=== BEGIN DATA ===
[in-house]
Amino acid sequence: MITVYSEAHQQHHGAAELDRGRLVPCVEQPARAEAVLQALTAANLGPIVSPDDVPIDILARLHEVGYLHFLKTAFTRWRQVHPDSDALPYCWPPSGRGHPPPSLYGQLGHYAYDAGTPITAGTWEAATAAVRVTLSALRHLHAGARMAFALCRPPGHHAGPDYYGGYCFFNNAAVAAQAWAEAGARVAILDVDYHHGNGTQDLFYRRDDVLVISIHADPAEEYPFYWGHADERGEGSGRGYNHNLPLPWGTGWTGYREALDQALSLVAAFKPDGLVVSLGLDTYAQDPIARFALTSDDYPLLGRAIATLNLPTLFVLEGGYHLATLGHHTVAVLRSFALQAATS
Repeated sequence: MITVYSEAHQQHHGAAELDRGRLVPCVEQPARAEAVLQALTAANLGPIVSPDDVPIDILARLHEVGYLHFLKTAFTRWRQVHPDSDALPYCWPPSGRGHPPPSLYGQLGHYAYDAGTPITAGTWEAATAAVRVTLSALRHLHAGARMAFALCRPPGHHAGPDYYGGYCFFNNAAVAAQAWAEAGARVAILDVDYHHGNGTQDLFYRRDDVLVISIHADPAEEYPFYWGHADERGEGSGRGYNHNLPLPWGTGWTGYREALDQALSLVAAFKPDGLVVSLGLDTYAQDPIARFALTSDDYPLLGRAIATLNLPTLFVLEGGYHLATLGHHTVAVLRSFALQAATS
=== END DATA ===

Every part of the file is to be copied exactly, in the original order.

[in-house]
Amino acid sequence: MITVYSEAHQQHHGAAELDRGRLVPCVEQPARAEAVLQALTAANLGPIVSPDDVPIDILARLHEVGYLHFLKTAFTRWRQVHPDSDALPYCWPPSGRGHPPPSLYGQLGHYAYDAGTPITAGTWEAATAAVRVTLSALRHLHAGARMAFALCRPPGHHAGPDYYGGYCFFNNAAVAAQAWAEAGARVAILDVDYHHGNGTQDLFYRRDDVLVISIHADPAEEYPFYWGHADERGEGSGRGYNHNLPLPWGTGWTGYREALDQALSLVAAFKPDGLVVSLGLDTYAQDPIARFALTSDDYPLLGRAIATLNLPTLFVLEGGYHLATLGHHTVAVLRSFALQAATS
Repeated sequence: MITVYSEAHQQHHGAAELDRGRLVPCVEQPARAEAVLQALTAANLGPIVSPDDVPIDILARLHEVGYLHFLKTAFTRWRQVHPDSDALPYCWPPSGRGHPPPSLYGQLGHYAYDAGTPITAGTWEAATAAVRVTLSALRHLHAGARMAFALCRPPGHHAGPDYYGGYCFFNNAAVAAQAWAEAGARVAILDVDYHHGNGTQDLFYRRDDVLVISIHADPAEEYPFYWGHADERGEGSGRGYNHNLPLPWGTGWTGYREALDQALSLVAAFKPDGLVVSLGLDTYAQDPIARFALTSDDYPLLGRAIATLNLPTLFVLEGGYHLATLGHHTVAVLRSFALQAATS